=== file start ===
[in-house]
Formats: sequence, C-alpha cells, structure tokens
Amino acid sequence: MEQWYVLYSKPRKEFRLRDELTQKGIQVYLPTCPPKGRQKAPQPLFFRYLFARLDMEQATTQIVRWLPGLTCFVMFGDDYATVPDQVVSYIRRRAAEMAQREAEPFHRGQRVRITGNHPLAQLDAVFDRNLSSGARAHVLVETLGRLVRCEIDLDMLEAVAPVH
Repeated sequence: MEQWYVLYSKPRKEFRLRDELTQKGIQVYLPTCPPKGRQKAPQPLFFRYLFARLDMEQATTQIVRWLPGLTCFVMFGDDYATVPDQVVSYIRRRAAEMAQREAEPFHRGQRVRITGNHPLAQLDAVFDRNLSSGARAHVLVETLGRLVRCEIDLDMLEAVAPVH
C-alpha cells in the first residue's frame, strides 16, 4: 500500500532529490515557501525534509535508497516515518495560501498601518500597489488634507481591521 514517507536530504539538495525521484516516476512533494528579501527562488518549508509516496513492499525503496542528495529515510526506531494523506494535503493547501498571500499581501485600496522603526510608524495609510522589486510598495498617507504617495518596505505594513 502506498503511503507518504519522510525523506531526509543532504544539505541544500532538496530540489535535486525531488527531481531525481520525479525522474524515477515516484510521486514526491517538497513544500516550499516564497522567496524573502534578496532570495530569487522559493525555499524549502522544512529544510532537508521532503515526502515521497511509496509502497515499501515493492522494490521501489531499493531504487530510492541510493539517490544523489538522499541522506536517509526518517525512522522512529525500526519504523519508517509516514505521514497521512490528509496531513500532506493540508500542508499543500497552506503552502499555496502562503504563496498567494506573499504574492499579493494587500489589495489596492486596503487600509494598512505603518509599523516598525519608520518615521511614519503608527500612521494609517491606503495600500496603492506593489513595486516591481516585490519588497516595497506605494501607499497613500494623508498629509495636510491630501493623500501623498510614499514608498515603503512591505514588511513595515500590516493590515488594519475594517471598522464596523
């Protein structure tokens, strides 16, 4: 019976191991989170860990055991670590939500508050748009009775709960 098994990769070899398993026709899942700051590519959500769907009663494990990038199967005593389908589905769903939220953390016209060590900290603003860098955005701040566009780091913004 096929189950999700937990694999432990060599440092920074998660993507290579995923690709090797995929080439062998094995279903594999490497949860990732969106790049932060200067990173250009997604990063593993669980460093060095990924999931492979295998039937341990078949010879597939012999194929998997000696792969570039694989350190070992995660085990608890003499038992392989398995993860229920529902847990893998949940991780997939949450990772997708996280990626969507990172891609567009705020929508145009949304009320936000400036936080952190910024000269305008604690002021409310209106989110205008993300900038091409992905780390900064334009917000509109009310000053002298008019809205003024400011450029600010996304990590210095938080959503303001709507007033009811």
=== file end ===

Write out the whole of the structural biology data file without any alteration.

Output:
[in-house]
Formats: sequence, C-alpha cells, structure tokens
Amino acid sequence: MEQWYVLYSKPRKEFRLRDELTQKGIQVYLPTCPPKGRQKAPQPLFFRYLFARLDMEQATTQIVRWLPGLTCFVMFGDDYATVPDQVVSYIRRRAAEMAQREAEPFHRGQRVRITGNHPLAQLDAVFDRNLSSGARAHVLVETLGRLVRCEIDLDMLEAVAPVH
Repeated sequence: MEQWYVLYSKPRKEFRLRDELTQKGIQVYLPTCPPKGRQKAPQPLFFRYLFARLDMEQATTQIVRWLPGLTCFVMFGDDYATVPDQVVSYIRRRAAEMAQREAEPFHRGQRVRITGNHPLAQLDAVFDRNLSSGARAHVLVETLGRLVRCEIDLDMLEAVAPVH
C-alpha cells in the first residue's frame, strides 16, 4: 500500500532529490515557501525534509535508497516515518495560501498601518500597489488634507481591521 514517507536530504539538495525521484516516476512533494528579501527562488518549508509516496513492499525503496542528495529515510526506531494523506494535503493547501498571500499581501485600496522603526510608524495609510522589486510598495498617507504617495518596505505594513 502506498503511503507518504519522510525523506531526509543532504544539505541544500532538496530540489535535486525531488527531481531525481520525479525522474524515477515516484510521486514526491517538497513544500516550499516564497522567496524573502534578496532570495530569487522559493525555499524549502522544512529544510532537508521532503515526502515521497511509496509502497515499501515493492522494490521501489531499493531504487530510492541510493539517490544523489538522499541522506536517509526518517525512522522512529525500526519504523519508517509516514505521514497521512490528509496531513500532506493540508500542508499543500497552506503552502499555496502562503504563496498567494506573499504574492499579493494587500489589495489596492486596503487600509494598512505603518509599523516598525519608520518615521511614519503608527500612521494609517491606503495600500496603492506593489513595486516591481516585490519588497516595497506605494501607499497613500494623508498629509495636510491630501493623500501623498510614499514608498515603503512591505514588511513595515500590516493590515488594519475594517471598522464596523
């Protein structure tokens, strides 16, 4: 019976191991989170860990055991670590939500508050748009009775709960 098994990769070899398993026709899942700051590519959500769907009663494990990038199967005593389908589905769903939220953390016209060590900290603003860098955005701040566009780091913004 096929189950999700937990694999432990060599440092920074998660993507290579995923690709090797995929080439062998094995279903594999490497949860990732969106790049932060200067990173250009997604990063593993669980460093060095990924999931492979295998039937341990078949010879597939012999194929998997000696792969570039694989350190070992995660085990608890003499038992392989398995993860229920529902847990893998949940991780997939949450990772997708996280990626969507990172891609567009705020929508145009949304009320936000400036936080952190910024000269305008604690002021409310209106989110205008993300900038091409992905780390900064334009917000509109009310000053002298008019809205003024400011450029600010996304990590210095938080959503303001709507007033009811």